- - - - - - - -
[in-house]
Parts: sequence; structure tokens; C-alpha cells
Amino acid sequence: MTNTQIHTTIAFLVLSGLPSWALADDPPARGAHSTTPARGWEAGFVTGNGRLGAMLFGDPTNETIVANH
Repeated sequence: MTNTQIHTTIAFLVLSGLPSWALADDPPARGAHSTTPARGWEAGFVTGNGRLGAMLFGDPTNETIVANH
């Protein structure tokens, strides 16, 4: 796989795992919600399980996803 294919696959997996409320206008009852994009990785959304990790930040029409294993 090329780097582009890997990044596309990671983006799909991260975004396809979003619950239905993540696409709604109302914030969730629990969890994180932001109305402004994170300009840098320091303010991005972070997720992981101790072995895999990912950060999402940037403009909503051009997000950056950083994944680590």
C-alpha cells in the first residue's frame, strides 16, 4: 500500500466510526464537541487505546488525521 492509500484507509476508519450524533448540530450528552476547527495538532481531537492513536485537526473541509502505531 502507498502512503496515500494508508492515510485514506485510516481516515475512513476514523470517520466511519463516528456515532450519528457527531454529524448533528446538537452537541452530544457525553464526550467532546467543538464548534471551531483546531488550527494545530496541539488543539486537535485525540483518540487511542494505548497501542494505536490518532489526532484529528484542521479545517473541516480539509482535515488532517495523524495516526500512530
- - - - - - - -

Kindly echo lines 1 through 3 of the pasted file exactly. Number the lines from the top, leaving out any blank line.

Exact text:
[in-house]
Parts: sequence; structure tokens; C-alpha cells
Amino acid sequence: MTNTQIHTTIAFLVLSGLPSWALADDPPARGAHSTTPARGWEAGFVTGNGRLGAMLFGDPTNETIVANH